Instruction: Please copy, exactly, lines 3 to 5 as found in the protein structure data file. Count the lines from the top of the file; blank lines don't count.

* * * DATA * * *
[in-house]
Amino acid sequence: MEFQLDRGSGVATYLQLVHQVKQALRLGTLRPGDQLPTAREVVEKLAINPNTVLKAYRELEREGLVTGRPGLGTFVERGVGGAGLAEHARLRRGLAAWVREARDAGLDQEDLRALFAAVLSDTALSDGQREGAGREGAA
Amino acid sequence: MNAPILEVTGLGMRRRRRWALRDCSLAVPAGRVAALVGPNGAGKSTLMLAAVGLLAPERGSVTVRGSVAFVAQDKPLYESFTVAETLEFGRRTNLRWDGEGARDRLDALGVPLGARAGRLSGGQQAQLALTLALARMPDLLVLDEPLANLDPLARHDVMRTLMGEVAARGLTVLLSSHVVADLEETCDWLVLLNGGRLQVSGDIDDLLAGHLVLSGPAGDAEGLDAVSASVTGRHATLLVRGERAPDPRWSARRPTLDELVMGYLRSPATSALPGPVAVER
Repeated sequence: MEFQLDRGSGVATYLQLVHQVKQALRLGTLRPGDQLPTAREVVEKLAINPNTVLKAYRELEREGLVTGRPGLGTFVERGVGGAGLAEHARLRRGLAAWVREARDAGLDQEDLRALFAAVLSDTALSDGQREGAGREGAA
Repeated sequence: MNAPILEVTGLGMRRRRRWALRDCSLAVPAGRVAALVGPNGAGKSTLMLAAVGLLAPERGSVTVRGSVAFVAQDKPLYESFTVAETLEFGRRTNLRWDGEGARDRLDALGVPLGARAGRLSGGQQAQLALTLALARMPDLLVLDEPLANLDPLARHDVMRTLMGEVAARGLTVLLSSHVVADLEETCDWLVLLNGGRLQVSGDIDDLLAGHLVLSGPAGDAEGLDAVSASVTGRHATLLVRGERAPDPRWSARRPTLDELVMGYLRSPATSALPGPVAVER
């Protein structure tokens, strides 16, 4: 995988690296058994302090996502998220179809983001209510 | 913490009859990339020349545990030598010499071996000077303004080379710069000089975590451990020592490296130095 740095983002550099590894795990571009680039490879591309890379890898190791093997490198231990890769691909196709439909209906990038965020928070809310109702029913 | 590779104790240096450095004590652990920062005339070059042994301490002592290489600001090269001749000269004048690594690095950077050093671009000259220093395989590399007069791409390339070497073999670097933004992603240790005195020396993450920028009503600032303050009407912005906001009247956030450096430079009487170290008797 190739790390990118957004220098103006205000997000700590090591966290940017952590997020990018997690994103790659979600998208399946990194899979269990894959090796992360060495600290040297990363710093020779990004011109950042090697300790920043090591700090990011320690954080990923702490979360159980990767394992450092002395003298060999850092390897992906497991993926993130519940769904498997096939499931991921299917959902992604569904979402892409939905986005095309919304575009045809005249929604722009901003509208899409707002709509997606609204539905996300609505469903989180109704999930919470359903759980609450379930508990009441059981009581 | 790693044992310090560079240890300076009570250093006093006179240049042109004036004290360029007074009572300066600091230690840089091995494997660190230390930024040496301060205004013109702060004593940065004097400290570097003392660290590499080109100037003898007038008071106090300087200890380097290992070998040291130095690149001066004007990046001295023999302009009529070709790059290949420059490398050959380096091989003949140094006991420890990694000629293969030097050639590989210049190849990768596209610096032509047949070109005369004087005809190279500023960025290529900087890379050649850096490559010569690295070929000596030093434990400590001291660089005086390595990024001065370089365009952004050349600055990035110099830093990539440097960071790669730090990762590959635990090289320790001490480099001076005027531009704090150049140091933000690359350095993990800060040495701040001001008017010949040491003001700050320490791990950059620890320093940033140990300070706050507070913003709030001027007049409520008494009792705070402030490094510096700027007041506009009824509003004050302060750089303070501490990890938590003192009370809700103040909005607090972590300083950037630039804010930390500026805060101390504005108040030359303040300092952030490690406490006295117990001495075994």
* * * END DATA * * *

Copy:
Amino acid sequence: MNAPILEVTGLGMRRRRRWALRDCSLAVPAGRVAALVGPNGAGKSTLMLAAVGLLAPERGSVTVRGSVAFVAQDKPLYESFTVAETLEFGRRTNLRWDGEGARDRLDALGVPLGARAGRLSGGQQAQLALTLALARMPDLLVLDEPLANLDPLARHDVMRTLMGEVAARGLTVLLSSHVVADLEETCDWLVLLNGGRLQVSGDIDDLLAGHLVLSGPAGDAEGLDAVSASVTGRHATLLVRGERAPDPRWSARRPTLDELVMGYLRSPATSALPGPVAVER
Repeated sequence: MEFQLDRGSGVATYLQLVHQVKQALRLGTLRPGDQLPTAREVVEKLAINPNTVLKAYRELEREGLVTGRPGLGTFVERGVGGAGLAEHARLRRGLAAWVREARDAGLDQEDLRALFAAVLSDTALSDGQREGAGREGAA
Repeated sequence: MNAPILEVTGLGMRRRRRWALRDCSLAVPAGRVAALVGPNGAGKSTLMLAAVGLLAPERGSVTVRGSVAFVAQDKPLYESFTVAETLEFGRRTNLRWDGEGARDRLDALGVPLGARAGRLSGGQQAQLALTLALARMPDLLVLDEPLANLDPLARHDVMRTLMGEVAARGLTVLLSSHVVADLEETCDWLVLLNGGRLQVSGDIDDLLAGHLVLSGPAGDAEGLDAVSASVTGRHATLLVRGERAPDPRWSARRPTLDELVMGYLRSPATSALPGPVAVER